6. Buy organic cotton. The amount of water and pesticides used in most conventional cotton farms is truly horrific. Support organic cotton farmers and use your dollars to tell the industry that you are willing to pay more money to reduce pesticides, reduce water usage, and provide farmers with better health conditions. Not to mention, do you really want all those pesticides in your closet? Organic does make a difference.

7. Buy natural materials. It takes far less water and pesticides to raise flax (for linen) and sheep (for wool) than it does to raise conventional cottons. There are many companies using recycled synthetics in their new clothing and it's important to support their efforts too. The journey from farm to closet is a very long journey for most of our wardrobes--complete with inhumane working conditions along the way. So consider the resources needed to grow the fibers. We don't need to overwhelm our closets with petrochemicals that don't biodegrade. Buy natural materials instead--read those labels.

8. Support sustainable fashion designers. Research makers, designers, crafters, and any independent fashion label working towards sustainability. Search Etsy. Ask your local fabric shop. Ask your local boutiques. Search online. There are more options to buy directly from the designer, to work with a local seamstress, or to find something handmade online now than ever before. Utilize these resources. Support the community of independent makers trying to forge a more sustainable future. Also, support fair trade clothing too.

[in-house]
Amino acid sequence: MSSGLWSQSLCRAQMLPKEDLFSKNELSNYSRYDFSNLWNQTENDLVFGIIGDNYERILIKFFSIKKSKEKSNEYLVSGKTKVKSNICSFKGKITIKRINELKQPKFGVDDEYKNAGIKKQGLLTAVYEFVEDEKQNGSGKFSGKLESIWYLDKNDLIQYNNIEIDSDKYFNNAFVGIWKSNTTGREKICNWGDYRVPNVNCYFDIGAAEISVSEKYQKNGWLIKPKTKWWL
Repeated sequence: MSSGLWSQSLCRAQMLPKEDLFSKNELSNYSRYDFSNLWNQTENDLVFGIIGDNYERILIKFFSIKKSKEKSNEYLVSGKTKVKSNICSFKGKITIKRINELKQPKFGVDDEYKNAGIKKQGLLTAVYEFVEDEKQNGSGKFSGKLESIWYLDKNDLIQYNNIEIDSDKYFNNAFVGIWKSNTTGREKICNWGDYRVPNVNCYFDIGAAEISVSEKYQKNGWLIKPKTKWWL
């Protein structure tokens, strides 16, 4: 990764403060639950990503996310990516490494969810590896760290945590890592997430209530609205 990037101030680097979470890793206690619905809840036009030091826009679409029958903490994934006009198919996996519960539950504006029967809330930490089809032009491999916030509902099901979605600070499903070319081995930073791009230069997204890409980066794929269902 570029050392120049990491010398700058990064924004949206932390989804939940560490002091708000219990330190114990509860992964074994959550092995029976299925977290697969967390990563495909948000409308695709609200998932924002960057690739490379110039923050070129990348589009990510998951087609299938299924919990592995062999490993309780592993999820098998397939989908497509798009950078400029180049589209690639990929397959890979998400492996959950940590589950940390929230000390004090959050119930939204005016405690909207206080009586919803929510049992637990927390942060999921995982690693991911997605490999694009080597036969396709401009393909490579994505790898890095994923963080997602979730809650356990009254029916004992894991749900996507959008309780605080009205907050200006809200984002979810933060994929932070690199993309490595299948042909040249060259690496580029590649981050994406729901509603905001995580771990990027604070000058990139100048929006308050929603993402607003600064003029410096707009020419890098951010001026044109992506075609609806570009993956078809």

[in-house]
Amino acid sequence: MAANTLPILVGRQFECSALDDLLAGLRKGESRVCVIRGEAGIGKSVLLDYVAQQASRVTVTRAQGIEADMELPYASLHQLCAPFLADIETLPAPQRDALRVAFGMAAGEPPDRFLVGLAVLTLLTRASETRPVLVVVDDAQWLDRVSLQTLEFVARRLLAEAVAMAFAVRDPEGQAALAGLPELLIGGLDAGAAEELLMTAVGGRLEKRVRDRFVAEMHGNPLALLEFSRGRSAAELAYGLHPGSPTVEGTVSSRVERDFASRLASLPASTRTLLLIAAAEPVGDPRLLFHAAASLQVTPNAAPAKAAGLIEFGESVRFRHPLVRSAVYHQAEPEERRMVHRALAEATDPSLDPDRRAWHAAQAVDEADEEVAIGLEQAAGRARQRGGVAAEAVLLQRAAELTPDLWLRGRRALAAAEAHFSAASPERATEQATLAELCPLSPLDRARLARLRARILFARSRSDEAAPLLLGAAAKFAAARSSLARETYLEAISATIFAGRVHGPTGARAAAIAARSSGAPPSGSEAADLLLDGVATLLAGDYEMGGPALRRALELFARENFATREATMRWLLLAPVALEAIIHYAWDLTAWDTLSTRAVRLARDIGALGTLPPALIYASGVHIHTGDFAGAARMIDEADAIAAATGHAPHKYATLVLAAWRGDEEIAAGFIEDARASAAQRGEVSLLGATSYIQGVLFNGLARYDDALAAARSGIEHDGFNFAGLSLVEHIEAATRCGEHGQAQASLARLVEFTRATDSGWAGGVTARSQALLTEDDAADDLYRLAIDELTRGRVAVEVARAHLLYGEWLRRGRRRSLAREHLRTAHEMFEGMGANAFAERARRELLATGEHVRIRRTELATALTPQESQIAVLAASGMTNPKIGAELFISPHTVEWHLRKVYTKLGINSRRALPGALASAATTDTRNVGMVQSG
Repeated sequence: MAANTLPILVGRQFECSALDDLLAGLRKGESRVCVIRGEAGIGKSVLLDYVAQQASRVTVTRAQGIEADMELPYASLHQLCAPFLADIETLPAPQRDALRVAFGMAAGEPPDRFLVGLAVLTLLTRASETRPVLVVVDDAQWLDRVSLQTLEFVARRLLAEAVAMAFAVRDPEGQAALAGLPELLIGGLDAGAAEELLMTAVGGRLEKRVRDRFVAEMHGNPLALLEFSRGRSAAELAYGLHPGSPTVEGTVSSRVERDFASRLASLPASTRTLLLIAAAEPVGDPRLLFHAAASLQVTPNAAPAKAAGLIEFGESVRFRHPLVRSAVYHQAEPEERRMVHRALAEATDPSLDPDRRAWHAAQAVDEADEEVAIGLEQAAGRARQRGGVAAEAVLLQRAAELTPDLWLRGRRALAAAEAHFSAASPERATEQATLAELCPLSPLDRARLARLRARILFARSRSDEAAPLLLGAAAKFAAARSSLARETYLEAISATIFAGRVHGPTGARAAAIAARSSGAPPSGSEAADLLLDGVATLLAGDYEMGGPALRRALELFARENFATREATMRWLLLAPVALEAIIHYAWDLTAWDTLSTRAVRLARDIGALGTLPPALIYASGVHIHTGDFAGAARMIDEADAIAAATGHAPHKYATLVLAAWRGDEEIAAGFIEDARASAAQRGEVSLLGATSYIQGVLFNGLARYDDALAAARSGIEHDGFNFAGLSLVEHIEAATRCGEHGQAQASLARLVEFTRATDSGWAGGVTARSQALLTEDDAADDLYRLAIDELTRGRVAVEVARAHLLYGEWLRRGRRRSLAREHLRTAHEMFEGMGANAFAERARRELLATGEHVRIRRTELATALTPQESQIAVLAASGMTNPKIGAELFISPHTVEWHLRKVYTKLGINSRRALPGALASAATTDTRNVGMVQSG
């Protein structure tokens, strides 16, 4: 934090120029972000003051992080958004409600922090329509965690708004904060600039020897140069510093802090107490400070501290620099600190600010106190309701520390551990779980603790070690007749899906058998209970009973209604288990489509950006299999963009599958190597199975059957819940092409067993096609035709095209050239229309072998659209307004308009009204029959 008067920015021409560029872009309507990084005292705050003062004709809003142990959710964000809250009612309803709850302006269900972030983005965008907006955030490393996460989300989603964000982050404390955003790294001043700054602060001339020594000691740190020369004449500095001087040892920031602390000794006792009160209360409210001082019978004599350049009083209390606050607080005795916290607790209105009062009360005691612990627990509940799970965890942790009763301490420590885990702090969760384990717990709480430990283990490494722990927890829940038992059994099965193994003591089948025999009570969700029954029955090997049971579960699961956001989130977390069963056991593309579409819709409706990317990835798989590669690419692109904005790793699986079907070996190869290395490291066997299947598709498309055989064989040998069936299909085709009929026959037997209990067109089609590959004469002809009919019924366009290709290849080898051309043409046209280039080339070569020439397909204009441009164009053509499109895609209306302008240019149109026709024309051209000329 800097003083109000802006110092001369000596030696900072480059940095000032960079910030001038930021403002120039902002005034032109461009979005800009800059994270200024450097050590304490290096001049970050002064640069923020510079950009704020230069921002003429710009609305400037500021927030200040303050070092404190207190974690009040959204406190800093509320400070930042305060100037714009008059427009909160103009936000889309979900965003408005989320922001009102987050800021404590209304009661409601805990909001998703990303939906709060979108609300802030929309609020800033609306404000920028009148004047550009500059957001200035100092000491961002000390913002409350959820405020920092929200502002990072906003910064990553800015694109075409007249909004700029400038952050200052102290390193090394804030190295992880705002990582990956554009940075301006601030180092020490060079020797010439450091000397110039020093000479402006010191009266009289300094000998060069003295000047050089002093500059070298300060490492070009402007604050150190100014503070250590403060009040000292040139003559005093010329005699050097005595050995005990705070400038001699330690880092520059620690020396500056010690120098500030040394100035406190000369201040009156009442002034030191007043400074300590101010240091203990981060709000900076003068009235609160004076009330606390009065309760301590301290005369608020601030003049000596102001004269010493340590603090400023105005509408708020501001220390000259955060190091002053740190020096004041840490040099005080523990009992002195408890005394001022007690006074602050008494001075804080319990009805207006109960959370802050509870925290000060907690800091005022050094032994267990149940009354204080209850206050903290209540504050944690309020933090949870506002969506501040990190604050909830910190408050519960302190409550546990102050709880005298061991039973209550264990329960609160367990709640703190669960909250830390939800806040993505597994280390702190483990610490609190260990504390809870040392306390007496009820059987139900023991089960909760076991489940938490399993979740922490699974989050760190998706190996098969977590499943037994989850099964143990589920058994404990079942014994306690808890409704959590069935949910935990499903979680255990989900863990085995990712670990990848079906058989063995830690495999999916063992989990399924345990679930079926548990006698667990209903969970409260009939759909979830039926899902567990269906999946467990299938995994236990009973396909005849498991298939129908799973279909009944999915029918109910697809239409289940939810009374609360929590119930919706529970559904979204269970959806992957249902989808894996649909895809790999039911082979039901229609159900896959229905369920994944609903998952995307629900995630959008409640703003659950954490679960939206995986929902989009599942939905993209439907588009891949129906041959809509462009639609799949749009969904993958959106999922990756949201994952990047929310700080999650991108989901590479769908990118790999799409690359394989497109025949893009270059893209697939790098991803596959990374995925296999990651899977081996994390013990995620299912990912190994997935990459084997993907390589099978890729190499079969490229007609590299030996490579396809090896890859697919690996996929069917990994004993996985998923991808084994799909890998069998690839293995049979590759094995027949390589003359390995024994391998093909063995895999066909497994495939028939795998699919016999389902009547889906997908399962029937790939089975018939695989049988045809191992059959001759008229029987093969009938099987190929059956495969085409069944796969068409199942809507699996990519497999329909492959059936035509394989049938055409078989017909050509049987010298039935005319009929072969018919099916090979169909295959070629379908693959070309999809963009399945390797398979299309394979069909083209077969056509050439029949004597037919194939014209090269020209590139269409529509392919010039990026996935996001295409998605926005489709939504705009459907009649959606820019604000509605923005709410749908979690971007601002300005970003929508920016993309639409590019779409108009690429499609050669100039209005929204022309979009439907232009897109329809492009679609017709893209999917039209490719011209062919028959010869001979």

9. Consider your laundry. Can you do fewer loads of laundry? Wash more garments with cold water? Wear your jeans a few more times before they end up in the hamper? Do you have space for a drying rack or a clothesline to reduce the energy needed for your dryer? Think about how we wear our winter coats--we wear them all winter long and might just wash them once a season. There might be other opportunities to reduce our clothing resources at homes too. 

10. Educate yourself. There are so many amazing artists, authors, designers, organizations and publications sharing information about sustainable fashion and alternatives to the fast fashion industry. I've amassed quite a resource list over on my Make Thrift Mend website. But if you are only going to read one book, I'd suggest you read Overdressed: The Shockingly High Cost of Cheap Fashion. Or do you have 38 minutes to listen to her amazing interview on Fresh Air? Click the "listen" button here. And if you want a few more ideas check out this list or this one too.

As one of my environmental studies professors in college told me, "Focus on what you can do to make a difference, not on what you can't." Imagine what an impact we could have on fast fashion if we each just focused on what we could do to make a difference. It gives me goosebumps it's so exciting.

Thanks for following my journey, friends.



  1. YES YES YES! Thank you!! xo

    1. Thanks for your encouragement. So happy to share this information with the world. There is so much we can do to make a difference.


Thank you for your comments, friends. I like to think we are creating a dialogue in this space--building a virtual community.